See if you can get your head around this one: Kansas City Repertory Theatre is on Broadway. Or at least its name is.
Monday night marked a historic milestone for the company when “A Christmas Story: The Musical” opened at the Lunt-Fontanne Theatre in the heart of the New York theater district.
The show, in somewhat different form, received its world premiere at the Rep in 2009. Artistic director Eric Rosen, who staged the original production and later staged it again at the 5th Avenue Theatre in Seattle, admitted that it felt good to take his seat Monday night and see KC Rep’s name on the title page of the program.
Indeed, every theatergoer who attends “A Christmas Story” through Dec. 30 will see these words: “World premiere produced by Kansas City Repertory Theatre.”
“So it was really exciting,” Rosen said the next morning. “We never had a show open on Broadway before. It’s cool to walk in and see the set we designed up there. All the same designers are still on it, and seeing John Bolton, who was in it in Kansas City, was great.”
Bolton, a veteran Broadway performer, plays the Old Man. He’s the only actor in the original Kansas City production who has stayed in the show all the way through. Directing the Broadway version fell to John Rando, perhaps best known for staging “Urinetown.”
Rando also directed a touring production of “A Christmas Story” that played five cities during the 2011 holiday season.
“A Christmas Story” needs no introduction, other than a reminder that it’s based on the 1983 Bob Clark nostalgic movie about a kid who wants a Red Ryder air rifle for Christmas. The movie was adapted from the writings of humorist Jean Shepherd.
Traditionally critics “butcher” whatever the limited-run holiday Broadway show happens to be, Rosen said. So he and others involved in “A Christmas Story” were pleasantly surprised by the mainly positive reviews that began to appear early last week. He said the show would probably have to tour and perhaps return to Broadway for a number of years before investors could start to break even. The reviews will help.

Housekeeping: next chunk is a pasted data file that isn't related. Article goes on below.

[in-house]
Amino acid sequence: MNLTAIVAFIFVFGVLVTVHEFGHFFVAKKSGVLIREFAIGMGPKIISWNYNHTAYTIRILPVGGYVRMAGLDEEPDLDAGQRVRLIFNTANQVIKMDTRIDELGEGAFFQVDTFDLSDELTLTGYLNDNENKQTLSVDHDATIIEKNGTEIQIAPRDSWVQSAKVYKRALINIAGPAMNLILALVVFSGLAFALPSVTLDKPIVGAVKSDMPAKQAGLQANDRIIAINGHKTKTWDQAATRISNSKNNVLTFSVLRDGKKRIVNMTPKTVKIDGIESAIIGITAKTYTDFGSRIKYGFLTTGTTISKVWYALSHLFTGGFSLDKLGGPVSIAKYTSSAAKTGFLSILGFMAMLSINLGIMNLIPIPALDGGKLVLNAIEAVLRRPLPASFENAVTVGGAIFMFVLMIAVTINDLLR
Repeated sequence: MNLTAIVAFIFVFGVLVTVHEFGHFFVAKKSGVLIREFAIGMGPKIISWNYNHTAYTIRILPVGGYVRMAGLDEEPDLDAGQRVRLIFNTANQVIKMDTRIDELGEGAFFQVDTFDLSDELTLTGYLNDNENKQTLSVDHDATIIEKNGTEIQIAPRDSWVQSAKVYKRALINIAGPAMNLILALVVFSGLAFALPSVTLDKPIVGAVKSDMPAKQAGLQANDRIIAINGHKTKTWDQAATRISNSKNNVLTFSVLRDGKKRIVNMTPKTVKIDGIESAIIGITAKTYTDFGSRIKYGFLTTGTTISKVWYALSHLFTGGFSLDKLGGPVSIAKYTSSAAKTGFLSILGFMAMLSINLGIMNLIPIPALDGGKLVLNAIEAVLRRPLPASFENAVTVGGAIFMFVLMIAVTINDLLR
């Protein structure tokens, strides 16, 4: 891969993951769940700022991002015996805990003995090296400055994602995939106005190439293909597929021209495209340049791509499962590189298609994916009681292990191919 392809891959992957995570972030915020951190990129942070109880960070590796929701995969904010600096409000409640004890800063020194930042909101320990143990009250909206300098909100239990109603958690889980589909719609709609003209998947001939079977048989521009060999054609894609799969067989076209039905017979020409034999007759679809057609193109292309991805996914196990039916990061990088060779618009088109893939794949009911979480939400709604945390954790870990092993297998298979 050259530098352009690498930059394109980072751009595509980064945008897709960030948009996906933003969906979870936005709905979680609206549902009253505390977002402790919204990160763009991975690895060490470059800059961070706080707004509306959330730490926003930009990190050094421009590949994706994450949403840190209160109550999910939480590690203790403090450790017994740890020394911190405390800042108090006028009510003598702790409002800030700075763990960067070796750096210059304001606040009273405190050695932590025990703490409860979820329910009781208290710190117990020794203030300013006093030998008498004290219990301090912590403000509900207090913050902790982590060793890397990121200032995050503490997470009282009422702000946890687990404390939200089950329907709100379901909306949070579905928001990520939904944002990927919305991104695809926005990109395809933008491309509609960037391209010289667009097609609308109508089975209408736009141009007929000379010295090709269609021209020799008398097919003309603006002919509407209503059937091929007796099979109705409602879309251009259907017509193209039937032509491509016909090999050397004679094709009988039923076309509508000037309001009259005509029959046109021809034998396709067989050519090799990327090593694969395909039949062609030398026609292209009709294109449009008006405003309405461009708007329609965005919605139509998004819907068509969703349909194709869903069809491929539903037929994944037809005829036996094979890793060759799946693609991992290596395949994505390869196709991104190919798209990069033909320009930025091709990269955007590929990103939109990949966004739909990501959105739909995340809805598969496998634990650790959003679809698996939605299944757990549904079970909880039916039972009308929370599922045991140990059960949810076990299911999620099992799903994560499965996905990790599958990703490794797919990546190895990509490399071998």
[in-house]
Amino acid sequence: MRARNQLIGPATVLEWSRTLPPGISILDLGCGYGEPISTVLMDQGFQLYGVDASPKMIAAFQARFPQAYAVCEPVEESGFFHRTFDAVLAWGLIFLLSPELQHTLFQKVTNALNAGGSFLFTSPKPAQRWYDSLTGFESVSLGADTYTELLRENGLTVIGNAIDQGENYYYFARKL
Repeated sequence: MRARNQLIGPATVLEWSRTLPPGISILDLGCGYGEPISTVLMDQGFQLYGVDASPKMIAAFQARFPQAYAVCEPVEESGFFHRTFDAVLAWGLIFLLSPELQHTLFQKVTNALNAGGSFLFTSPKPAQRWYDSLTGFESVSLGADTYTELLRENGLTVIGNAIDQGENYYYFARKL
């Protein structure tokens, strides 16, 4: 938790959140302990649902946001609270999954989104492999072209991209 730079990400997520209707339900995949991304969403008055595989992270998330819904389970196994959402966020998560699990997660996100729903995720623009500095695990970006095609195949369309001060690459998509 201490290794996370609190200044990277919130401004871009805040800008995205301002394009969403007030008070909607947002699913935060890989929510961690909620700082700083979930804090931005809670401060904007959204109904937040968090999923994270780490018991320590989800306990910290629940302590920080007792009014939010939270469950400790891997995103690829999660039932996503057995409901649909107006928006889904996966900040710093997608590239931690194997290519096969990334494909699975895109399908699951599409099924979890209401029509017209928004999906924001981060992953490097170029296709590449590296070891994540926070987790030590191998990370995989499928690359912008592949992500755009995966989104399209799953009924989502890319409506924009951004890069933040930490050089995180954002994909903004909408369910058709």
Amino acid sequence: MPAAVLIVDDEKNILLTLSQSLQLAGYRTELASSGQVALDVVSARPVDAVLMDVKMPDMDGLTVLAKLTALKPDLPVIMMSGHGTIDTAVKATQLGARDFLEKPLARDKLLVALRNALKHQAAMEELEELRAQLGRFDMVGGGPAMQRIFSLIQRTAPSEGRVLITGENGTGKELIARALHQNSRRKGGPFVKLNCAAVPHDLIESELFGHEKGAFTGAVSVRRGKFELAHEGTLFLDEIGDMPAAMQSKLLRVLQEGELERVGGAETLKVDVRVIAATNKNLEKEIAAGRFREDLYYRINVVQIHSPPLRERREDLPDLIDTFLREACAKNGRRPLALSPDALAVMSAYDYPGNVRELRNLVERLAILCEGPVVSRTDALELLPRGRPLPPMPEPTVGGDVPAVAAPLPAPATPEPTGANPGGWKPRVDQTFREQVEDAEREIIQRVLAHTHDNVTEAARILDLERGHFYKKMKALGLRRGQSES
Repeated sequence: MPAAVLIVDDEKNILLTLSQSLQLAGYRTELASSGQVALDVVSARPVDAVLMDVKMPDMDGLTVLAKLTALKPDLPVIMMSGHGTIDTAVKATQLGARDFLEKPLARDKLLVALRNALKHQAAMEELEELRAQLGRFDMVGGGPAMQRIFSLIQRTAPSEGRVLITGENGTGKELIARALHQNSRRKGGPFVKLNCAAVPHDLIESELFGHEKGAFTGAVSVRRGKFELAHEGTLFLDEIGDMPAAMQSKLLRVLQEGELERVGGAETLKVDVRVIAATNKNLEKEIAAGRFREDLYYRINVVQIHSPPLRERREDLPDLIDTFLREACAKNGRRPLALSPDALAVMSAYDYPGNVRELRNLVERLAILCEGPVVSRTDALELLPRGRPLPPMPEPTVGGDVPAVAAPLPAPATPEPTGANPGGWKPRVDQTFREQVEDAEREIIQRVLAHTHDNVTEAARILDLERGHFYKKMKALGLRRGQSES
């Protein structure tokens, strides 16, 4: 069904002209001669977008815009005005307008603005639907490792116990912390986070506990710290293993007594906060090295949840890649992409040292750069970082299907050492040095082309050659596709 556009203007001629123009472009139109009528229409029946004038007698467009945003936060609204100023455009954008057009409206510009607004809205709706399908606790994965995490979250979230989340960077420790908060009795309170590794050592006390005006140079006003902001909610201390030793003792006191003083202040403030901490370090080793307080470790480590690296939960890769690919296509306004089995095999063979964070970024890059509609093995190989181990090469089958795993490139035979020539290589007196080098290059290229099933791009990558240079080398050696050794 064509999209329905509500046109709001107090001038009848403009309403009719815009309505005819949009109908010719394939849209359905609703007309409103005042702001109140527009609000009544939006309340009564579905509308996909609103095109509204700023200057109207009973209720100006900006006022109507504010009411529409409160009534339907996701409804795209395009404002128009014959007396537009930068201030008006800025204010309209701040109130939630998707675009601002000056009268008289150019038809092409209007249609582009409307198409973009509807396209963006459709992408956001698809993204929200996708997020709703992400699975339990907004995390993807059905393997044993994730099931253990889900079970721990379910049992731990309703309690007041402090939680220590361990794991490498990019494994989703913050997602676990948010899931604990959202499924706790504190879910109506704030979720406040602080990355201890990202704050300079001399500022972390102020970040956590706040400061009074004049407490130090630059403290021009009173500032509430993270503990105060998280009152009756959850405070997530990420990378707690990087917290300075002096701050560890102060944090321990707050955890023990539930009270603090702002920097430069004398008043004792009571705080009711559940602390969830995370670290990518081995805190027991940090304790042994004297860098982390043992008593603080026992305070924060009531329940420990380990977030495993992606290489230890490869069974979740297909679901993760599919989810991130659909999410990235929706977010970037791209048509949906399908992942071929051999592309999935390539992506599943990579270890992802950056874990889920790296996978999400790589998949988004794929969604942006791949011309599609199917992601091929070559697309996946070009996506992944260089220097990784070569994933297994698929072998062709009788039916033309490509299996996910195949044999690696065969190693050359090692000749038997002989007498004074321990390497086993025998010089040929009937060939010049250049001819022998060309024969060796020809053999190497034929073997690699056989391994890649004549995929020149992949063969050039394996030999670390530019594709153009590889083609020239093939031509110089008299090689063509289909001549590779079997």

“It could have gotten us killed and that would have hurt in its efforts to tour,” he said. He called the reviews “totally amazing. I’m not sure any of us were expecting it.”
“Every year at this time Broadway producers are seized with the urge to pick parents’ pockets with splashy holiday fare aimed at young audiences,” Christopher Isherwood wrote in the New York Times. “ ‘A Christmas Story’ wins points for being less glitzy and more soft-spoken than the garish, overbearing musical versions of ‘How the Grinch Stole Christmas’ and ‘Elf.’ ”
Isherwood also praised songwriters Benj Pasek and Justin Paul, who were brought into the project after the Kansas City premiere.
“Mr. Pasek and Mr. Paul have provided a likable, perky score that duly translates all of the major episodes in the story into appropriate musical numbers,” Isherwood wrote.
Mark Kennedy of The Associated Press was unreserved in his enthusiasm. The show, he wrote, “manages to not only do the film justice, it tops it. The show is a charming triumph of imagination that director John Rando has infused with utter joy.”
Tanner Stransky of Entertainment Weekly was less effusive: “The stage adaptation plays like a heart-tugging, best-of version of the movie, with a saccharine score by Benj Pasek and Justin Paul and a book by Joseph Robinette that desperately panders for laughs. Considering the audience for the show — folks who loved the movie during their childhood and are now foisting it upon their children — it’s not a surprising strategy.”
Meanwhile, David Rooney of the Hollywood Reporter praised the show’s emotional depth: “More than being a musicalized carbon copy of the movie, this is a gentle paean to a lost era, reflected in the bonds of a lower middle-class family with bills to pay and a tricky furnace in the basement.”
Kansas City-spawned shows have reached New York before.
Richard Carrothers and Dennis Hennessy produced “Groucho: A Life in Revue,” which ran for almost six months off-Broadway in 1986 and ’87. Rosen and Matt Sax took their hip-hop musical “Clay” from Kansas City to a limited off-Broadway run in Rosen’s first season at the Rep.
Last year the Coterie Theatre took its production of the musical “Lucky Duck” to the New Victory Theatre. And the New Victory also played host to the touring production of “Tom Sawyer,” which the Rep co-produced.
A formal announcement is expected, perhaps soon, that the Public Theatre will present “Venice,” the hip-hop musical epic written by Rosen and Sax that also received its world premiere at the Rep.
“If you think about the number of people who have seen ‘Christmas Story’ since Kansas City, probably a couple of hundred thousand people have seen it and seen our name on it,” Rosen said. “In just five years we’ve gone from no New York presence to four shows in New York.”